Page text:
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Climate change at northern latitudes: rising atmospheric humidity decreases transpiration, N-uptake and growth rate of hybrid aspen.

Tullus A, Kupper P, Sellin A, Parts L, Sõber J, Tullus T, Lõhmus K, Sõber A, Tullus H - PLoS ONE (2012)

Bottom Line: Elevated air humidity significantly reduced height, stem diameter and stem volume increments and transpiration of the trees whereas these effects remained highly significant also after considering the side effects from soil-related confounders within the 2.7 ha study area.The lower growth rate in the humidified plots can be partly explained by a decrease in transpiration-driven mass flow of NO(3) (-) in soil, resulting in a significant reduction in the measured uptake of N to foliage in the H plots.The results suggest that the potential growth improvement of fast-growing trees like aspens, due to increasing temperature and atmospheric CO(2) concentration, might be smaller than expected at high latitudes if a rise in atmospheric humidity simultaneously takes place.

View Article: PubMed Central - PubMed

Affiliation: Department of Silviculture, Institute of Forestry and Rural Engineering, Estonian University of Life Sciences, Tartu, Estonia.

ABSTRACT
At northern latitudes a rise in atmospheric humidity and precipitation is predicted as a consequence of global climate change. We studied several growth and functional traits of hybrid aspen (Populus tremula L.×P. tremuloides Michx.) in response to elevated atmospheric humidity (on average 7% over the ambient level) in a free air experimental facility during three growing seasons (2008-2010) in Estonia, which represents northern temperate climate (boreo-nemoral zone). Data were collected from three humidified (H) and three control (C) plots, and analysed using nested linear models. Elevated air humidity significantly reduced height, stem diameter and stem volume increments and transpiration of the trees whereas these effects remained highly significant also after considering the side effects from soil-related confounders within the 2.7 ha study area. Tree leaves were smaller, lighter and had lower leaf mass per area (LMA) in H plots. The magnitude and significance of the humidity treatment effect--inhibition of above-ground growth rate--was more pronounced in larger trees. The lower growth rate in the humidified plots can be partly explained by a decrease in transpiration-driven mass flow of NO(3) (-) in soil, resulting in a significant reduction in the measured uptake of N to foliage in the H plots. The results suggest that the potential growth improvement of fast-growing trees like aspens, due to increasing temperature and atmospheric CO(2) concentration, might be smaller than expected at high latitudes if a rise in atmospheric humidity simultaneously takes place.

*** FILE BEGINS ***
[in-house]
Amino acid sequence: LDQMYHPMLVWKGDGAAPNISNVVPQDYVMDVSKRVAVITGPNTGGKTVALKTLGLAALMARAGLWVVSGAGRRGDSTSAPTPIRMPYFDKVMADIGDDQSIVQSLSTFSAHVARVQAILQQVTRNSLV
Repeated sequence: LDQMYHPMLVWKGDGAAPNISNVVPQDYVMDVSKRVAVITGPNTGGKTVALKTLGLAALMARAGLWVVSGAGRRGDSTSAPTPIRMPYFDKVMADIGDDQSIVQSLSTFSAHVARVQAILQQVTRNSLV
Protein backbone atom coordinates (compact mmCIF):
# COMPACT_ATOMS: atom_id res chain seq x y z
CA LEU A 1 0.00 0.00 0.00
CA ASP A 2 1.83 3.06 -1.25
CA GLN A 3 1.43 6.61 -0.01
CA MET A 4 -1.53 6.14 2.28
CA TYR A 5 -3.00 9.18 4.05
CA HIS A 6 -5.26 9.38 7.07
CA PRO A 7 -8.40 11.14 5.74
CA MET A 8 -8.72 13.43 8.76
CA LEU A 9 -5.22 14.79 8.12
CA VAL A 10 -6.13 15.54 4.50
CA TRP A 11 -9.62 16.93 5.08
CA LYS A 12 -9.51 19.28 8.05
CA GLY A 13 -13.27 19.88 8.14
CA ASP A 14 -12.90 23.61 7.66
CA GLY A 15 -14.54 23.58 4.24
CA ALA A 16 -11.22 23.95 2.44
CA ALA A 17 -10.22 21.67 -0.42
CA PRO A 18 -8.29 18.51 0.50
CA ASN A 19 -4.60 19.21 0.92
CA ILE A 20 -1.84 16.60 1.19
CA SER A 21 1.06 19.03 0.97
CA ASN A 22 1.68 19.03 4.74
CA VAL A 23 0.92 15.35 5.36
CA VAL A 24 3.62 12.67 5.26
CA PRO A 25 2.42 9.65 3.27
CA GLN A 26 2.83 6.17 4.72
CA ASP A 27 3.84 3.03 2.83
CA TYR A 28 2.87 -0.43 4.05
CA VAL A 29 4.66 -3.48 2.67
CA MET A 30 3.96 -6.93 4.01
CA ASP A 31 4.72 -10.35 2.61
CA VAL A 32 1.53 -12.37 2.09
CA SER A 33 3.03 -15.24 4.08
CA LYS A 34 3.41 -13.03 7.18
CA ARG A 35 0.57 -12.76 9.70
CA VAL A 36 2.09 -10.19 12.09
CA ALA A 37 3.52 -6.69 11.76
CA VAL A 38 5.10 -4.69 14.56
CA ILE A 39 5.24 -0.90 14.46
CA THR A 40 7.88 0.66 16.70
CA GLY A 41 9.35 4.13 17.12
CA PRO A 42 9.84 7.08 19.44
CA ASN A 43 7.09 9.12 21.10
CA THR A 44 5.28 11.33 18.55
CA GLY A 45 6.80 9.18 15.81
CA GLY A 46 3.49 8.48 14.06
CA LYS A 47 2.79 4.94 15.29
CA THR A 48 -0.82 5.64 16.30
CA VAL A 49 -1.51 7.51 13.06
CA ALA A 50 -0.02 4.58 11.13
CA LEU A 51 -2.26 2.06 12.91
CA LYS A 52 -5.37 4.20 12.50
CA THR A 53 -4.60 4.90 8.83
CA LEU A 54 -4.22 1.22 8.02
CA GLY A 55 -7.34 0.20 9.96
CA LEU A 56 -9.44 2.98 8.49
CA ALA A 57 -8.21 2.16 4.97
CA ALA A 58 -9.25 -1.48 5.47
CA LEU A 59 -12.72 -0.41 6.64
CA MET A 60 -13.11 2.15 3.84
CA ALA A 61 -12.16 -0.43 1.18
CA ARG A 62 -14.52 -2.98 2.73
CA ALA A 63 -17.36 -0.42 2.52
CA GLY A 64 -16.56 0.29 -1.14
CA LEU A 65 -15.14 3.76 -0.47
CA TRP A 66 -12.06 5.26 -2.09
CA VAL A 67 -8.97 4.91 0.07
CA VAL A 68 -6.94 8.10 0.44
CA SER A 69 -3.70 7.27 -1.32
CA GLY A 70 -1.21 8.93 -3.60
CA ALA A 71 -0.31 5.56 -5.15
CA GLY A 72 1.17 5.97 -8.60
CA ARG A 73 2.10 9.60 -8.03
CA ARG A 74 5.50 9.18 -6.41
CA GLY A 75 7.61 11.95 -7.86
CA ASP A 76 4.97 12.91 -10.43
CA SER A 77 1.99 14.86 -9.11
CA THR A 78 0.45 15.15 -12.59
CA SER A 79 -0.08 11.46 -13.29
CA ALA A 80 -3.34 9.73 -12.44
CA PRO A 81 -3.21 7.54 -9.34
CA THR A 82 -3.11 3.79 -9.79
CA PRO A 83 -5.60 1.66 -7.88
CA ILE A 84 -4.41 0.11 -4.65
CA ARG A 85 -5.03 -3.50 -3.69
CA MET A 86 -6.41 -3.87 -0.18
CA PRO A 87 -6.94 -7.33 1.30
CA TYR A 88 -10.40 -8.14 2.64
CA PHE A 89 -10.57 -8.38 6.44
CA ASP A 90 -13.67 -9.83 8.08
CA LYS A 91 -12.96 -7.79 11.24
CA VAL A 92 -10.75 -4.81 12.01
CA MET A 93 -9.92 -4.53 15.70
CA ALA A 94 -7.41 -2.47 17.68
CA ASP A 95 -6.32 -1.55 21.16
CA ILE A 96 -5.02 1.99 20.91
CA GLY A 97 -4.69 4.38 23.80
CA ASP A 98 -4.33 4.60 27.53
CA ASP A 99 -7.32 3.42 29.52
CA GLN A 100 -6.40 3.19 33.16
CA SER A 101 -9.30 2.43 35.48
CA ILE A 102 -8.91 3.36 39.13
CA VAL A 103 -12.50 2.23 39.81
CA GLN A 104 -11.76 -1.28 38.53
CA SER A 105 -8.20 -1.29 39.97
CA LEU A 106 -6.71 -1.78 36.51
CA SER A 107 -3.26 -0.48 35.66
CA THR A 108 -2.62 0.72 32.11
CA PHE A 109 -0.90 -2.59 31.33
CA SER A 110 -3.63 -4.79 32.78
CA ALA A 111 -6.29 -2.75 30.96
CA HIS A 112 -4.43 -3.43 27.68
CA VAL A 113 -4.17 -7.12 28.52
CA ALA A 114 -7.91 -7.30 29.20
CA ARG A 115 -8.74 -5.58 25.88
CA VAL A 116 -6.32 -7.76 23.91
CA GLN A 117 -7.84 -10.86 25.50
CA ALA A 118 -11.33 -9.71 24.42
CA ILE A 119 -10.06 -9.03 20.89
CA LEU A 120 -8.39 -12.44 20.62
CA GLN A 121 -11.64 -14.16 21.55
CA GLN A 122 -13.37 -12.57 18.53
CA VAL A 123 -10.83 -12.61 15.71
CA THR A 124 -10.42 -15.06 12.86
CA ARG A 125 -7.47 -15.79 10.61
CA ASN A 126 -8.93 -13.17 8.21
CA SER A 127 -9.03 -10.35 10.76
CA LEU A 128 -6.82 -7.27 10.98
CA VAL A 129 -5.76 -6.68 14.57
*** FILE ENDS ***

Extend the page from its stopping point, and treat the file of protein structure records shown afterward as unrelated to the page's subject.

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Monthly mean air temperature (line) and precipitation (columns) of the growing seasons of the study period.
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pone-0042648-g001: Monthly mean air temperature (line) and precipitation (columns) of the growing seasons of the study period.

Mentions: The study area lies in South-East Estonia (58°14′N, 27°17′E), representing the boreo-nemoral vegetation zone and the continental temperate climate zone. The study period (2007–2010) comprises two years (2008 and 2009) with relatively high precipitation during the growing season and one year (2010) with a significant drought period in the middle of the growing season (Fig. 1, Table 1).